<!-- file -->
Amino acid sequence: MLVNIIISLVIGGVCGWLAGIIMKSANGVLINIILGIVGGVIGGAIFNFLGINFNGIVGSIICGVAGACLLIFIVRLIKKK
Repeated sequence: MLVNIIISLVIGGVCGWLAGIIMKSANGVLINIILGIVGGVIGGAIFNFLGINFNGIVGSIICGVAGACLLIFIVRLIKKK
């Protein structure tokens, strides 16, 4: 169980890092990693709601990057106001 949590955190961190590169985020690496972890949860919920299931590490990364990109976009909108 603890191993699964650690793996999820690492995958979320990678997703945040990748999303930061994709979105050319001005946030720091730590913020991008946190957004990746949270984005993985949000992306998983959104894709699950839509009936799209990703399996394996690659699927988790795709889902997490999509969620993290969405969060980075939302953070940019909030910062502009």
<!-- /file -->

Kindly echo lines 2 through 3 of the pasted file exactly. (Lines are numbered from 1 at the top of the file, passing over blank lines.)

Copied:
Repeated sequence: MLVNIIISLVIGGVCGWLAGIIMKSANGVLINIILGIVGGVIGGAIFNFLGINFNGIVGSIICGVAGACLLIFIVRLIKKK
């Protein structure tokens, strides 16, 4: 169980890092990693709601990057106001 949590955190961190590169985020690496972890949860919920299931590490990364990109976009909108 603890191993699964650690793996999820690492995958979320990678997703945040990748999303930061994709979105050319001005946030720091730590913020991008946190957004990746949270984005993985949000992306998983959104894709699950839509009936799209990703399996394996690659699927988790795709889902997490999509969620993290969405969060980075939302953070940019909030910062502009």